Judges and Magistrates in Peru and Mexico Have ChatGPT Fever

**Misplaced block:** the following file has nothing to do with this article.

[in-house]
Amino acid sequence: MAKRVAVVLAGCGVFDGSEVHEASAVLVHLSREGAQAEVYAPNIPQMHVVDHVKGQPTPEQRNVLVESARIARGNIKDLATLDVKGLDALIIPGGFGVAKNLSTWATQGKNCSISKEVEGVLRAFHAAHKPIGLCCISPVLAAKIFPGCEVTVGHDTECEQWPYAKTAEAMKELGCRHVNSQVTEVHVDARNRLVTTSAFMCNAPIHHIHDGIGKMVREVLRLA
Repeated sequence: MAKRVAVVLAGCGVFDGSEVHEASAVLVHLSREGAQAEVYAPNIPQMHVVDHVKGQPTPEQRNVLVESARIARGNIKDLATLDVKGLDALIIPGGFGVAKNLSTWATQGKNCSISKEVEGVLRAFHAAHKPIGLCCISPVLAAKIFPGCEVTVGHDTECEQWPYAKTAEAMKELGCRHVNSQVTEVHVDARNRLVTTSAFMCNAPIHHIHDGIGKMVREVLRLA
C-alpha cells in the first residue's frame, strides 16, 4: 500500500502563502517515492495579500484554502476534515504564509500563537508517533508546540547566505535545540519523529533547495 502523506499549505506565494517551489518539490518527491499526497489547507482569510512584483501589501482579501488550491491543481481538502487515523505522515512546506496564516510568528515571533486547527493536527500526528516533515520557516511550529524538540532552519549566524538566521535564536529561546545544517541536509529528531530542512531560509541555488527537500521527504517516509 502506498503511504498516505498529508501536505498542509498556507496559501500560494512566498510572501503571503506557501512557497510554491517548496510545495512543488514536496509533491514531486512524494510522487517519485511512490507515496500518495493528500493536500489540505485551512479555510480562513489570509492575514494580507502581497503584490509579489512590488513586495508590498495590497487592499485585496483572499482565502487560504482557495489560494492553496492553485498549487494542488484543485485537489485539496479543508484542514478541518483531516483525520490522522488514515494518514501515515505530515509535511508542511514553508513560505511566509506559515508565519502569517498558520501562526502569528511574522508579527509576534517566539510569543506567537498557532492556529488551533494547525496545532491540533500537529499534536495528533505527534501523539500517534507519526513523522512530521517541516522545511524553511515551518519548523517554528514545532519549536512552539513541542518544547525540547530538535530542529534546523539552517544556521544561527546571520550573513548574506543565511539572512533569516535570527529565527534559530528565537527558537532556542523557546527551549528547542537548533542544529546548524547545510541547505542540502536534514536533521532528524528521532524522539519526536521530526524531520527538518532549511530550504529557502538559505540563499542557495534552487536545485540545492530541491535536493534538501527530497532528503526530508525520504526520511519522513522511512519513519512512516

Juan David Gutiérrez is an associate professor at Universidad del Rosario (Colombia) where researches and teaches on public policy and artificial intelligence. Shutterstock In the last week of March, a judge in Peru and a magistrate in Mexico claimed that they used OpenAI’s ChatGPT to motivate a second instance ruling and to illustrate their arguments in a court hearing, respectively. Peruvian and Mexican news reports framed the use of ChatGPT in judicial proceedings as a positive innovation and did not raise concerns about how the chatbot was used. The Peruvian judge and the Mexican magistrate are not the first judicial officials in Latin America who have turned to ChatGPT to draft and/or motivate part of their decisions. In February, I reported about a judge and a magistrate in Colombia that used ChatGPT to draft judicial decisions (Maia Levy Daniel also reported on the cases in Tech Policy Press).  Moreover, at the beginning of March, five of the ten Court of Appeals Judges that participated in the process to fill one of the vacancies of the Supreme Court of Chile discussed the use of artificial intelligence (AI) in the judiciary. One of them even referred to the case of the Colombian judge who transcribed four prompts and answers from ChatGPT to motivate his ruling. The new cases in Peru and Mexico demonstrate why the judges should have taken greater care when using large language models (LLMs) in their work. Peruvian judge uses ChatGPT to decide how to do mathematical calculations In…Judges and Magistrates in Peru and Mexico Have ChatGPT Fever